Most of these are fairly technical tools - things that developers can use to create business systems. Developers have always created tools for themselves and shared them with their friends. Most open source software has been developed from this tradition. It's likely that more business-oriented systems (e.g. for CRM and Enterprise Resource Planning) will become available over time, now that the basic tools are there.

Why isn't everyone using it?

The licence may be free, but you still need to support the software! If a business has lots of IT personnel in-house, retraining everyone for the new software may be more expensive than any cost savings from free licences. Likewise, if a business needs specialist applications or support, then they may not yet be available on open source. Businesses should carefully weigh up the maturity of the open source software available and the skills they have in-house, in order to decide whether there is a business case for switching.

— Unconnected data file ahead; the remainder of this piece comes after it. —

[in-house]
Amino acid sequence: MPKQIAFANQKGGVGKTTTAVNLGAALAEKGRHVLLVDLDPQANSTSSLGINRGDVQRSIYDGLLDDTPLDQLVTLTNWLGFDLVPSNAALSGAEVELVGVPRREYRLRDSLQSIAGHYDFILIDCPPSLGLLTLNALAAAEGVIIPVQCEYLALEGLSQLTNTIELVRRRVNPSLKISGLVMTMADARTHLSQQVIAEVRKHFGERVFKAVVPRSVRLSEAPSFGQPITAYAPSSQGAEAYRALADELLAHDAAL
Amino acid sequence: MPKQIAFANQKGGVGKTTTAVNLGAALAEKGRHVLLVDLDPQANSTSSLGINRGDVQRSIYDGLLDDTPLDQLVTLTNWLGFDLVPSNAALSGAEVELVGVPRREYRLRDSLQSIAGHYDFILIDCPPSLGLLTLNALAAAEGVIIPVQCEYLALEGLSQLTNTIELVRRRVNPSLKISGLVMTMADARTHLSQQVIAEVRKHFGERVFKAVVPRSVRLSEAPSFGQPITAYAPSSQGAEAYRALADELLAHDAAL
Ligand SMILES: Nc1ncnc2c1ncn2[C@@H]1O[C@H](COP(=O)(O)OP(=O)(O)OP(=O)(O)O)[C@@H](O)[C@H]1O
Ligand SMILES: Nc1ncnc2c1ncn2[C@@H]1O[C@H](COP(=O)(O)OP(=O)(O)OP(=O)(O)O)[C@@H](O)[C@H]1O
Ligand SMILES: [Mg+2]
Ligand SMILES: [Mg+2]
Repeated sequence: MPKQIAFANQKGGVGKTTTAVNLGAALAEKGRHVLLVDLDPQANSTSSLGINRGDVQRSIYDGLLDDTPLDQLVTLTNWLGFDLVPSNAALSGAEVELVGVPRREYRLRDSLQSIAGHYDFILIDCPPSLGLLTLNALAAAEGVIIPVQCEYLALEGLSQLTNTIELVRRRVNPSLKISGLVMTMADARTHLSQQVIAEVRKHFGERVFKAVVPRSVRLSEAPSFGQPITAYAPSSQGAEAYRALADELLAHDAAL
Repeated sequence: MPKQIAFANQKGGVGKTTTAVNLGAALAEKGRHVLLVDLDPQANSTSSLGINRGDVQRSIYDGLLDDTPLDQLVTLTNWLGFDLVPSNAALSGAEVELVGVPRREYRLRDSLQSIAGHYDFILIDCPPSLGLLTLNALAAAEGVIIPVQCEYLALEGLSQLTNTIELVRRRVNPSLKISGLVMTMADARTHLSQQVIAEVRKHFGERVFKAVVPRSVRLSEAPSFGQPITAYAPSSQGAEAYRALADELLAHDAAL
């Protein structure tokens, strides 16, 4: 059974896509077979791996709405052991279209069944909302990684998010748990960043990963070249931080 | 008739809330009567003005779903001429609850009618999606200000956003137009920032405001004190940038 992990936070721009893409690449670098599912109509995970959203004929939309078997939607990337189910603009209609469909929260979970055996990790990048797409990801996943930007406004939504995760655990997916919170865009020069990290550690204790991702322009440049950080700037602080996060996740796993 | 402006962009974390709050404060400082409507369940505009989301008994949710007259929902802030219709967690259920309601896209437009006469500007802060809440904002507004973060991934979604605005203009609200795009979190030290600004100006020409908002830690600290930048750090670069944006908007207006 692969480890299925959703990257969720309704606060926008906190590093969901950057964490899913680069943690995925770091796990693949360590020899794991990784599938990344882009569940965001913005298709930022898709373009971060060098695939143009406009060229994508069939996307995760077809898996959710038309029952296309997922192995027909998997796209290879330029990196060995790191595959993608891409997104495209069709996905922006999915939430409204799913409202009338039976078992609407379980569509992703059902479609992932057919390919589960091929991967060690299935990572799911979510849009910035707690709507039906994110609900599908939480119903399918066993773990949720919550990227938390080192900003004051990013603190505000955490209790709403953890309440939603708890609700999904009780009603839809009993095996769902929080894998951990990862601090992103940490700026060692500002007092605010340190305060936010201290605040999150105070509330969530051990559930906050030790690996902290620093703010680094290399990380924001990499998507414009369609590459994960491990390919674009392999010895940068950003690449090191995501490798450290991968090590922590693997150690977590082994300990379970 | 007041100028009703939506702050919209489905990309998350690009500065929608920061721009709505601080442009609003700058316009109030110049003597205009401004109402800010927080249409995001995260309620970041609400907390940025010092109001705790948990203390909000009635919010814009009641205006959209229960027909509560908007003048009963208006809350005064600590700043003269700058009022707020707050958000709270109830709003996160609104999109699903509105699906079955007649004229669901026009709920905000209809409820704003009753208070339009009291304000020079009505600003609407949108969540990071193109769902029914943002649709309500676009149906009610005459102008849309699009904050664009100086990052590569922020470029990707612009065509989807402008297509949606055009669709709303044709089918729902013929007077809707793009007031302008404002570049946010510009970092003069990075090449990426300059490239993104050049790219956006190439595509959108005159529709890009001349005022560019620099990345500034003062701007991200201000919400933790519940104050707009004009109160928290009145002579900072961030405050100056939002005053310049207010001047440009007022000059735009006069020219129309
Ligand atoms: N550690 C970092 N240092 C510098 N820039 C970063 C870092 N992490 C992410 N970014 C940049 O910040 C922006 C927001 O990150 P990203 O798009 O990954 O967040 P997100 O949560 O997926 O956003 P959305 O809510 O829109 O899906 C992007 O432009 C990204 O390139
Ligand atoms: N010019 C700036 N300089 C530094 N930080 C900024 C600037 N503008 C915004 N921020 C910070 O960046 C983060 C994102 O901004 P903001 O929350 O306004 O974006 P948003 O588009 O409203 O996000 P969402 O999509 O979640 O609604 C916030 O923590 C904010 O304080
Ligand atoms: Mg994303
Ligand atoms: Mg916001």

How do open source developers pay their mortgages?

Some people develop open source applications for the kudos - the bragging rights for having solved a difficult problem. There is now a strong community of such developers.

Many organisations have developed business models based on the supporting elements that go around open source. For example, they charge for services to install and manage systems, but give away the base software for free. Giving it away for free can create a larger installed base for their services, hence increasing their overall revenues. Depending on your company's circumstances, using such "free" software may be cheaper than buying software and managing it yourself. However the overall cost implications must be taken into account when considering a migration to open source.